I decided that this will be a throw-size quilt, probably ending up about 65" square.  It will go over the arm of this chair, my reading spot in our living room.  These chairs and the window shades are new; they were selected to coordinate with the existing decor in the room.  I used the cloth on the round table to select all the fabrics in my Many Trips quilt. 

By the way, the chairs and window shades came from Calico Home; I had a great experience with them (the chairs are from their line, their workshop made the shades and reupholstered a pair of chairs) and recommend them if you are redecorating.

The roses in the photo were a gift from some friends to Miss Main Street.  This past week, she was in her school's production of Guys and Dolls, the last musical of her high school career.  It is a year of "lasts" and "firsts" for us!

Wednesday, February 13, 2013

This Basket Must Have Magic Properties

About a year ago, I started the Fig Tree Harvest.  This is what I call my attempt to use all the pretty Fig Tree Quilts fabrics I had been buying but hoarding in my stash rather than using.  Time to put them to use and make a series of pretty quilts.

I took all the Fig Tree out of my stash closet.  I had three fat quarter bundles, a fat eighth bundle, a layer cake, a partial jelly roll, a few miscellaneous fat quarters, some scraps, and several larger pieces I had purchased with borders and backs in mind.  I put the border and backing pieces in a shopping bag and the rest in this basket.

The basket is 11" by 15" by 9" high.  It was full with the fat quarters and othe pre-cuts.  Since starting Fig Tree Harvest, I've made two quilts, both on the larger size.

Hello Sunshine

I made a third, but it used only a charm pack, so barely counts. I started the Many Trips quilt and pulled 18 fat quarters out of the basket for my next project.  So why is this basket still full?!!!
Could the fabric be multiplying in there?  Do precuts have babies?  Or is there some sort of loaves and fishes situation going on here, where I will never run out of Fig Tree fabric and will be making these quilts in perpetuity?  Ths shopping bag is still full of borders and backs too.  Looking on the bright side, I have a few more ideas up my sleeve in my head.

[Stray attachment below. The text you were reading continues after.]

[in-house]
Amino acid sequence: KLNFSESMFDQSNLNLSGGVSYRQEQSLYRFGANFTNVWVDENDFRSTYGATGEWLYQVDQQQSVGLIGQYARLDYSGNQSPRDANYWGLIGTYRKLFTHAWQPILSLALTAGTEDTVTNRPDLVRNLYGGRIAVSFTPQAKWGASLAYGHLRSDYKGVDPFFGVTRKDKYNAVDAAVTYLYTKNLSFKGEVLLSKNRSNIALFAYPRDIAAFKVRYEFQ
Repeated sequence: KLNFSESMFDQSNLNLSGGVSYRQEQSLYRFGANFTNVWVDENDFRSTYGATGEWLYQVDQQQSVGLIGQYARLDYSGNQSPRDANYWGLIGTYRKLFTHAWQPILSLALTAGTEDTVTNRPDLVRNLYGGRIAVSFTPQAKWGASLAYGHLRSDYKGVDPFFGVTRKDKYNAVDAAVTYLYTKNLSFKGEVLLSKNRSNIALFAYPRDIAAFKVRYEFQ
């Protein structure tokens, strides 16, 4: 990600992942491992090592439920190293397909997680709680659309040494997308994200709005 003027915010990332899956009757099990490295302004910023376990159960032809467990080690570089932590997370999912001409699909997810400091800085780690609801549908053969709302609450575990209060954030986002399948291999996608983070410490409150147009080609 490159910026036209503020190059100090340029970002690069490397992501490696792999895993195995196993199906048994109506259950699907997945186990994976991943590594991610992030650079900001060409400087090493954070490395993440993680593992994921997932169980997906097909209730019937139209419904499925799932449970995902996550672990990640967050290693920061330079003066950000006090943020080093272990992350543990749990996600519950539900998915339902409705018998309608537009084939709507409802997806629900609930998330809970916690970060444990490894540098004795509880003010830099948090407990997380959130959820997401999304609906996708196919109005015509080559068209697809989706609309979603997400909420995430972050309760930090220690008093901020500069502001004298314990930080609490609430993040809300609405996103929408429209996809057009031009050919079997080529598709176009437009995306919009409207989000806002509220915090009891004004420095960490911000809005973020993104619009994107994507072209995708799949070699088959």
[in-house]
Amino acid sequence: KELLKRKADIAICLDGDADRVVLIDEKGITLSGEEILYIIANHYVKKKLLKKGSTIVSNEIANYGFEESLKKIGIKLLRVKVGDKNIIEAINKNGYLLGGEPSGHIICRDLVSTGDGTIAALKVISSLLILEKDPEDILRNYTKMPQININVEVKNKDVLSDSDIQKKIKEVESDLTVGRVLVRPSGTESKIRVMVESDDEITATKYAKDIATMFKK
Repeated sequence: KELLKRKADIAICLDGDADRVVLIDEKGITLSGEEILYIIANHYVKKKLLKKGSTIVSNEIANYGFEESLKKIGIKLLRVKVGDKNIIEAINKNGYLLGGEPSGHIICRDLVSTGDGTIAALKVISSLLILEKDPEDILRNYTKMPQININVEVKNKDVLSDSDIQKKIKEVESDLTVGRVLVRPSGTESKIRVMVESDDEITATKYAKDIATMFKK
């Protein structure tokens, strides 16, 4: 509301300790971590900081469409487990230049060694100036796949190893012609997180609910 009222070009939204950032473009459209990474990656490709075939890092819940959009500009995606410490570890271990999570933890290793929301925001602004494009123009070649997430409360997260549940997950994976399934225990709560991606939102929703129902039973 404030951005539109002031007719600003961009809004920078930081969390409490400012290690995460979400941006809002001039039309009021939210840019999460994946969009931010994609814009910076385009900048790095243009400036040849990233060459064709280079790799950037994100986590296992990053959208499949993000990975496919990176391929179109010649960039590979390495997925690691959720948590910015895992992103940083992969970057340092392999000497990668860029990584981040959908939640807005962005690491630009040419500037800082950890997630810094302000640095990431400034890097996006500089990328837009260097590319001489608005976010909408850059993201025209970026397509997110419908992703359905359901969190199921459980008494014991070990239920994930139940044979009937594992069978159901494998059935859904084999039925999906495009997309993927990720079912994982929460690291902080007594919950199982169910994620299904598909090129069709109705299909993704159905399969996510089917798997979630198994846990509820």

Sunday, February 10, 2013

Upper Left

My Many Trips Around the World quilt is about 25% finished.  I finished sewing the upper left quadrant together.
I sewed the top four rows together but left the fifth row unattached.  That way, I could put it back on my design wall and use it to lay out the lower blocks, as a guide to help me get the color placement correct. 

It is still a little tricky because the quilt shrinks so much in size as it is sewn together.  For example, this section was 50" across on the design wall but only 38" across after sewing.  Clearly, the new pieces being added at the bottom don't exactly line up to the guide row but it still helps to have it there.
This week, I'll focus on sewing the lower left part of the quilt together, after which I can move to the right side of the quilt.  I've received several queries asking how I go about the constuction of this quilt.  I'm planning a tutorial on it but need to finish the quilt top first before I finalize the tutorial.  It will probably take me another month or so. 

Wednesday, February 6, 2013

McCall's Quilting March/April 2013 - A Review